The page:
2. ^ Creative Leadership Forum: How to Recognise the Entrepreneur from the Strategy Consultant - Auren Hoffman, Angel Investor, CEO Rapleaf
  3. ^ a b c "Weddings/Celebrations: Hallie Mitchell, Auren Hoffman". The New York Times. July 2, 2011. Retrieved 2013. 
  4. ^ "Career Corner: Auren Hoffman". Engineering News. 79. University of California, Berkeley College of Engineering. January 29, 2009. Archived from the original on June 27, 2013. Retrieved 2013. 
  5. ^ Inside The Cult Of Kibu, by Lori Gottlieb - 2002, ISBN 978-1-903985-37-3
  6. ^ Money Makers: Inside the New World of Finance and Business. By David Snider, Chris Howard. ISBN 978-0-230-61401-7
  7. ^ "Bullhorn Acquires Bridgepath". Press release. Bullhorn. October 15, 2002. Archived from the original on December 16, 2002. Retrieved 2013. 
  8. ^ "About Stonebrick Group". Archived from the original on November 2, 2005. Retrieved 2013. 
  9. ^ "Silicon Forum 2005". Stonebrick Group. October 12, 2005. Retrieved 2013. 
  10. ^ Kiplinger's Personal Finance July 1999: "Try a truck and other strategies when you are under 25"
  11. ^ The starfish and the spider: the unstoppable power of leaderless organizations. By Ori Brafman, Rod A. Beckstrom. ISBN 978-1-59184-143-2
  12. ^ Nick Denton (April 20, 2007). "Auren Hoffman is Zelig". Gawker Media Valleywag. Archived from the original on November 4, 2013. Retrieved 2013. 
  13. ^ Stanford Law School CIS/SLATA Speaker Series: Auren Hoffman
  14. ^ Jessica Guynn (July 21, 2006). "Get some cash and some karma". Tech Chronicles blog. San Francisco Chronicle. Retrieved 2013. 
  15. ^ NA (October 1, 2013). "TowerData Acquires Rapleaf, Forges Comprehensive Email Data Solutions Company". Press Release. NEW YORK, NY. Retrieved 2014. 
  16. ^ "About Us". Company web site. LiveRamp. Archived from the original on September 15, 2012. Retrieved 2013.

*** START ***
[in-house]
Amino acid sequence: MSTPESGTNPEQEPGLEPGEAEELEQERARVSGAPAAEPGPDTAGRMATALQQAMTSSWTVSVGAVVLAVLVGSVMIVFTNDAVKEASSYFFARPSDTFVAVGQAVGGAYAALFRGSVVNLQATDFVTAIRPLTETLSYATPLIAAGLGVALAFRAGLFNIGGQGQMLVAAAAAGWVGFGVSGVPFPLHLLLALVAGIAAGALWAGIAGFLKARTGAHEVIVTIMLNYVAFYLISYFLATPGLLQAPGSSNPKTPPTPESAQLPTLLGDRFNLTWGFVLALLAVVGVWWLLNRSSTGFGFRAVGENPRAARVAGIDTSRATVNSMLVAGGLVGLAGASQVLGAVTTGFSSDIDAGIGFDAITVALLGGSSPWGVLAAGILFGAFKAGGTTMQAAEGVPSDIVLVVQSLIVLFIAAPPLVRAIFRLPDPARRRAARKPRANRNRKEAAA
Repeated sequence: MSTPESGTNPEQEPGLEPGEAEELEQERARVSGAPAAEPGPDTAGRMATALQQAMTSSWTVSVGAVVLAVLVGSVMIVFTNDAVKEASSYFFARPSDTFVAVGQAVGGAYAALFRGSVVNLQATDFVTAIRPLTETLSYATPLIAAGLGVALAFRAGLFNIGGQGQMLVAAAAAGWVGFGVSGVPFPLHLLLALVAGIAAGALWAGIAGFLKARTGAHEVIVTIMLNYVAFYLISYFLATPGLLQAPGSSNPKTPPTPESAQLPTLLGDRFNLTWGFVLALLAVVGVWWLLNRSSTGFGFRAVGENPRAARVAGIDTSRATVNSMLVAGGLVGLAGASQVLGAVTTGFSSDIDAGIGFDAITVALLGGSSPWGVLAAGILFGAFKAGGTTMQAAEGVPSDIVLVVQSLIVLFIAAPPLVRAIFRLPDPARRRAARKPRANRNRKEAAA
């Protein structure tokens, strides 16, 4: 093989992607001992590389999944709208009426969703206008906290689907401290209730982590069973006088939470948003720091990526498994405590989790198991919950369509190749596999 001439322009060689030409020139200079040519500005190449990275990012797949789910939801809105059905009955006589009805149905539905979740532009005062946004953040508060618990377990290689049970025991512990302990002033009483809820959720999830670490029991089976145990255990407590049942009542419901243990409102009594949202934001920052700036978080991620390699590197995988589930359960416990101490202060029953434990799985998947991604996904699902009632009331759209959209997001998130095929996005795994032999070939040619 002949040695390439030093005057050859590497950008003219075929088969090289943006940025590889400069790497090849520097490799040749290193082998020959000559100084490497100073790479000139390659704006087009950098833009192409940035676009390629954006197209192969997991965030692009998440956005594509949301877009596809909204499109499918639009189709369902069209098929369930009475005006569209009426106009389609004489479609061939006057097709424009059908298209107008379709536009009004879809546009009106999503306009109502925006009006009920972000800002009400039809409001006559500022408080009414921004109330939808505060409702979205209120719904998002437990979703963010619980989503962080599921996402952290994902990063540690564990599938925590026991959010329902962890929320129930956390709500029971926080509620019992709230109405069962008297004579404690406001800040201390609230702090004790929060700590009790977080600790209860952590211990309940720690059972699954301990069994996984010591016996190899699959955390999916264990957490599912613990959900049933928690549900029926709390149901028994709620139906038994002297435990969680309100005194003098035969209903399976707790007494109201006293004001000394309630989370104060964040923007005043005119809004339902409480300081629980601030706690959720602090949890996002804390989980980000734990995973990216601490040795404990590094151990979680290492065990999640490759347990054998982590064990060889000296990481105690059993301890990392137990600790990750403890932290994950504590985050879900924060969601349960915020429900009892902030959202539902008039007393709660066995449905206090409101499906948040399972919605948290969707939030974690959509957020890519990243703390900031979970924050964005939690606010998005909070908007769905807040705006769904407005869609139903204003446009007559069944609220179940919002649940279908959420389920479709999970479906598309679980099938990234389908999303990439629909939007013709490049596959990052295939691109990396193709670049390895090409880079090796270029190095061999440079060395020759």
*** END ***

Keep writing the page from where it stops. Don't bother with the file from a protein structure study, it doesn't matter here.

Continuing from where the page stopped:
17. ^ Acxiom Signs Agreement to Acquire LiveRamp Archived 2014-08-08 at the Wayback Machine.
  18. ^ Tim Faulkner (September 18, 2007). "Can Auren Hoffman's Reputation Get Any Worse?". Gawker. Archived from the original on July 31, 2009. Retrieved 2013. 
  19. ^ "Why did Auren Hoffman leave LiveRamp?". Retrieved 2016. 
  20. ^ "Siftery corporate website?". Retrieved 2016. 
  21. ^ "The Coming Ad Tech Renaissance Will Be Fueled By Chinese Money". Retrieved 2016. 
  22. ^ a b "Auren Hoffman". Blog bio. Huffington Post. Retrieved 2013. 
  23. ^ John Sumser (September 25, 2009). "Auren Hoffman v1.31". Top 100 Influencers blog. Retrieved 2013. 
  24. ^ "Auren Hoffman". Author Info. Business Week. Archived from the original on June 1, 2011. Retrieved 2013. 
  25. ^ "Summation will make you think ... by Auren Hoffman ... since 1997". Blog. Retrieved 2013. 
  26. ^ http://www.campaignmoney.com/political/contributions/auren-hoffman.asp?cycle=08
  27. ^ David Philips (January 15, 2004). "Center for Preventive Action: Stability, Security, and Sovereignty in the Republic of Georgia" (PDF). Council on Foreign Relations. Retrieved 2013. 
  28. ^ Dan Primack (December 19, 2011). "Auren Hoffman joins VC firm". CNN Fortune. Archived from the original on November 3, 2013. Retrieved 2013. 
  29. ^ Dan Primack (February 5, 2013). "Silicon Valley entrepreneur departs venture capital firm". CNN Fortune. Archived from the original on November 3, 2013. Retrieved 2013. 
  30. ^ "Team". Web site. Brightroll. Archived from the original on November 14, 2006. 
  31. ^ Business Insider, February 8, 2011: How Meebo Got Started and Its Strategy to Make the Web More Social
  32. ^ "LinkedIn". Web bio. LinkedIn. Retrieved 2013. 

  This article uses material from the Wikipedia page available here. It is released under the Creative Commons Attribution-Share-Alike License 3.0.